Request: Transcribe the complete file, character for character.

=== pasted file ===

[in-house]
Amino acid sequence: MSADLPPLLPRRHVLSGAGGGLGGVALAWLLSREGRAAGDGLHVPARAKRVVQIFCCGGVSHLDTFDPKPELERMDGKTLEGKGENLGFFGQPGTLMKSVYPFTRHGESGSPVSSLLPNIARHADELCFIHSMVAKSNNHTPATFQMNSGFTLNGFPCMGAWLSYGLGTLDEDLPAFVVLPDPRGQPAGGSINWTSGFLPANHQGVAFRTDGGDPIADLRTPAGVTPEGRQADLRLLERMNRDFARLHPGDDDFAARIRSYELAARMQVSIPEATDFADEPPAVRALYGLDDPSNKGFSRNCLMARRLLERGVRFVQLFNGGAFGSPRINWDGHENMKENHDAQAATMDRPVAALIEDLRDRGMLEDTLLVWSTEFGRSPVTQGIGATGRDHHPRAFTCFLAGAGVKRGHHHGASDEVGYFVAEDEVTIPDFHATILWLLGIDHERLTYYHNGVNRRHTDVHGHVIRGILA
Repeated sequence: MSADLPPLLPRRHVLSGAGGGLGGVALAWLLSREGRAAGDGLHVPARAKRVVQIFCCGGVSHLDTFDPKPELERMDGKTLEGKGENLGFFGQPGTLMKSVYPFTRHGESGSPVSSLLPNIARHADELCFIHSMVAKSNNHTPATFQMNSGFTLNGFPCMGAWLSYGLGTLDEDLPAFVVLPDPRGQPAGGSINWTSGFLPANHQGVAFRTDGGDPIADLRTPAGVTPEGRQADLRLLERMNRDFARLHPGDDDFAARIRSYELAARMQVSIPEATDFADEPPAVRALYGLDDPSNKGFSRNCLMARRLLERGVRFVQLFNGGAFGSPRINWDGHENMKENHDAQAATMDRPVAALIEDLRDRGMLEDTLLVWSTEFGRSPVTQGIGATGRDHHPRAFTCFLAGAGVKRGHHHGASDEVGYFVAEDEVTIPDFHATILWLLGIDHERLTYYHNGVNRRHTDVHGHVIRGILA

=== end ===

[in-house]
Amino acid sequence: MSADLPPLLPRRHVLSGAGGGLGGVALAWLLSREGRAAGDGLHVPARAKRVVQIFCCGGVSHLDTFDPKPELERMDGKTLEGKGENLGFFGQPGTLMKSVYPFTRHGESGSPVSSLLPNIARHADELCFIHSMVAKSNNHTPATFQMNSGFTLNGFPCMGAWLSYGLGTLDEDLPAFVVLPDPRGQPAGGSINWTSGFLPANHQGVAFRTDGGDPIADLRTPAGVTPEGRQADLRLLERMNRDFARLHPGDDDFAARIRSYELAARMQVSIPEATDFADEPPAVRALYGLDDPSNKGFSRNCLMARRLLERGVRFVQLFNGGAFGSPRINWDGHENMKENHDAQAATMDRPVAALIEDLRDRGMLEDTLLVWSTEFGRSPVTQGIGATGRDHHPRAFTCFLAGAGVKRGHHHGASDEVGYFVAEDEVTIPDFHATILWLLGIDHERLTYYHNGVNRRHTDVHGHVIRGILA
Repeated sequence: MSADLPPLLPRRHVLSGAGGGLGGVALAWLLSREGRAAGDGLHVPARAKRVVQIFCCGGVSHLDTFDPKPELERMDGKTLEGKGENLGFFGQPGTLMKSVYPFTRHGESGSPVSSLLPNIARHADELCFIHSMVAKSNNHTPATFQMNSGFTLNGFPCMGAWLSYGLGTLDEDLPAFVVLPDPRGQPAGGSINWTSGFLPANHQGVAFRTDGGDPIADLRTPAGVTPEGRQADLRLLERMNRDFARLHPGDDDFAARIRSYELAARMQVSIPEATDFADEPPAVRALYGLDDPSNKGFSRNCLMARRLLERGVRFVQLFNGGAFGSPRINWDGHENMKENHDAQAATMDRPVAALIEDLRDRGMLEDTLLVWSTEFGRSPVTQGIGATGRDHHPRAFTCFLAGAGVKRGHHHGASDEVGYFVAEDEVTIPDFHATILWLLGIDHERLTYYHNGVNRRHTDVHGHVIRGILA